U.S. Supreme Court Declines to Hear Appeal of New York Anti-Subrogation CaseMar 3, 2015
Insurers Can No Longer Seek Reimbursement.
On February 23, 2015, the U.S. Supreme Court declined to hear an appeal in Wurtz v. Rawlings Co., LLC, 2014 WL 3746801, Second Circuit 2014.
This decision means insurers generally can no longer seek reimbursement from a plaintiff’s tort settlement for medical expenses the insurer paid in connection with injuries caused by negligent third parties, according to the American Association for Justice (AAJ).
In July 2014, the U.S. Court of Appeals for the Second Circuit handed down a decision that New York State’s anti-subrogation law, which ended the rights of private health insurers to seek reimbursement for medical benefits paid out of a tort settlement, was not preempted by the Employee Retirement Income Security Act (ERISA) and that the law was found applicable to health insurers providing ERISA coverage.
Pursuing Reimbursement Of Medical Benefits From Plaintiffs.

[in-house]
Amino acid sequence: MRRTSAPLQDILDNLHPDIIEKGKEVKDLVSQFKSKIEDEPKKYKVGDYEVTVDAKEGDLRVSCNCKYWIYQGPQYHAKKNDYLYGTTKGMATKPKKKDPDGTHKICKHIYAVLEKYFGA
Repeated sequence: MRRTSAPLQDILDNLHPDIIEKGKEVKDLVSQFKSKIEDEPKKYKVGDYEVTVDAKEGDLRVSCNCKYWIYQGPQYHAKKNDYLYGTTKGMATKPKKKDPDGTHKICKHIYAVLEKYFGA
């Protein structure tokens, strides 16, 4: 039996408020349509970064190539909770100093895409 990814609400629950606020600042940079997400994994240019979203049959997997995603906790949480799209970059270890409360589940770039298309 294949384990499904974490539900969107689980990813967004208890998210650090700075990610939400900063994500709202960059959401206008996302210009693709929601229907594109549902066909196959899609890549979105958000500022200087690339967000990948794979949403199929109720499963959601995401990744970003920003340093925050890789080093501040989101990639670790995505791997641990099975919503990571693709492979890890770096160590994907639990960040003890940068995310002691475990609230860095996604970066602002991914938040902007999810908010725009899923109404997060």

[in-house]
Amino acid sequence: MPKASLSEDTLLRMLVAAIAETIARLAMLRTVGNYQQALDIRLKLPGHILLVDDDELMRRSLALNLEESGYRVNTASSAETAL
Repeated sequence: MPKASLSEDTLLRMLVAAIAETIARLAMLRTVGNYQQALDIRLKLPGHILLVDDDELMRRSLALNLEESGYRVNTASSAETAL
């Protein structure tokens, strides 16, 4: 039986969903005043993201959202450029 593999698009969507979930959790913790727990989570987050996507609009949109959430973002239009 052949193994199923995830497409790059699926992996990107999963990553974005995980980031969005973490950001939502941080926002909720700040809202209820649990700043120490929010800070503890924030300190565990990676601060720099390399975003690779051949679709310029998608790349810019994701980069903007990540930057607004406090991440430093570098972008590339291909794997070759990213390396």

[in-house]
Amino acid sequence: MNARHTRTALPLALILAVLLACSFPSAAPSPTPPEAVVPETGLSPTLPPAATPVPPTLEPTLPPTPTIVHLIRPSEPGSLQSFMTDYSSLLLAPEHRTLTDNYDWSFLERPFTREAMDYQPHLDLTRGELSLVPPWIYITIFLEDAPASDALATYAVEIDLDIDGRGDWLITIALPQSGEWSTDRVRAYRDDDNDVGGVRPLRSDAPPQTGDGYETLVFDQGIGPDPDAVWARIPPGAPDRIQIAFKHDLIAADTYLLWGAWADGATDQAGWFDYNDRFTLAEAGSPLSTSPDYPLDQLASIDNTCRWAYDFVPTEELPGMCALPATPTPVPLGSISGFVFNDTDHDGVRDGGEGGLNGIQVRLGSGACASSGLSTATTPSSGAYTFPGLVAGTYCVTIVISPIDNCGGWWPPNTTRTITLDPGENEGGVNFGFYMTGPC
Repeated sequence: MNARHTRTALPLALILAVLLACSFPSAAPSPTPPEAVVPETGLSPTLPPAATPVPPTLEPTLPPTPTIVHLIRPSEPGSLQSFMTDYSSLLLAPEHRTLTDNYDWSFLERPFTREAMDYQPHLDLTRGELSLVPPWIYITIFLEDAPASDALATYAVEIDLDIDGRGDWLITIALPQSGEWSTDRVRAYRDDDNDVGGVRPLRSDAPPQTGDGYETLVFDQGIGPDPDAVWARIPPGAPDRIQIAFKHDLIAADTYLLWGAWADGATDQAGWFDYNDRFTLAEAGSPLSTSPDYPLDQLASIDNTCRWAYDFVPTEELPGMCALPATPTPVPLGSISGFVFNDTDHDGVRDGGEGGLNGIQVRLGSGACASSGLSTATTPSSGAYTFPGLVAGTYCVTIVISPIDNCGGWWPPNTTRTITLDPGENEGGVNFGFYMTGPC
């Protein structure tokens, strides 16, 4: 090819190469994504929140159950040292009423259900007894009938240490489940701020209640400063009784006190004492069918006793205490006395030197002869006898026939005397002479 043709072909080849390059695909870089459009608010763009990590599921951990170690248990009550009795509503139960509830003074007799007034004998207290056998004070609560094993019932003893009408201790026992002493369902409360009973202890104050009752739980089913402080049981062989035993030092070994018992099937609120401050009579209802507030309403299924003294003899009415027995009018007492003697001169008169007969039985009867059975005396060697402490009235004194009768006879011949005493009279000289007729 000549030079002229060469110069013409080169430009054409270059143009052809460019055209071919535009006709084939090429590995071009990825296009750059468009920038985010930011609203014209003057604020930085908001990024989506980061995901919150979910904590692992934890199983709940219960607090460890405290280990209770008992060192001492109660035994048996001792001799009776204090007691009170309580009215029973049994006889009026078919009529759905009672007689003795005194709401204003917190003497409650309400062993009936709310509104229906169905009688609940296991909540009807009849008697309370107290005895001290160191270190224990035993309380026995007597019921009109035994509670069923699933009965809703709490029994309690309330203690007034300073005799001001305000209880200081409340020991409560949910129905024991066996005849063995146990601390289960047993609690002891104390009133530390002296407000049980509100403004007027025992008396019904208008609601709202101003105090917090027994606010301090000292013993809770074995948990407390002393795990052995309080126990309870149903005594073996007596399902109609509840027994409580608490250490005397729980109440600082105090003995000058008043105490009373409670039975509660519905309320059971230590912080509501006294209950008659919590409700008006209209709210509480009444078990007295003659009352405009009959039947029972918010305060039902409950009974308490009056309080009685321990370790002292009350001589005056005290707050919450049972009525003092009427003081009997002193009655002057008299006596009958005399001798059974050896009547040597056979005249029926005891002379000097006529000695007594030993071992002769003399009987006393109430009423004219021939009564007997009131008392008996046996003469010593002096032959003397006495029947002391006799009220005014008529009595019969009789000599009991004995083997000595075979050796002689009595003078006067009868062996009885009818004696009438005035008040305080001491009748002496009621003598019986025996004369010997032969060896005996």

In Wurtz v. Rawlings, the plaintiffs brought a class action seeking, among other things, to stop the Rawlings Company, LLC, Oxford Health Plans (N.Y.), Inc., and UnitedHealth Group Incorporated from pursuing reimbursement of medical benefits from plaintiffs’ tort settlements, which was contrary to Section 5-335 of the law, AAJ reports. The class action lawsuit was originally filed in New York State Supreme Court but was removed by defendants to federal court. The District Court granted the defendants’ motion to dismiss for failure to state a claim based on ERISA preemption. The Court of Appeals for the Second Circuit vacated the District Court’s decision and remanded the matter to the District Court holding that the plaintiffs’ claims were not subject to complete ERISA preemption. The Supreme Court’s decision to decline to hear the appeal of the Court of Appeal’s decision allows the class action lawsuit to proceed. The class action alleges that the insurers violated New York State’s anti-subrogation law by recovering medical benefits paid on behalf of injured plaintiffs from their tort settlements.
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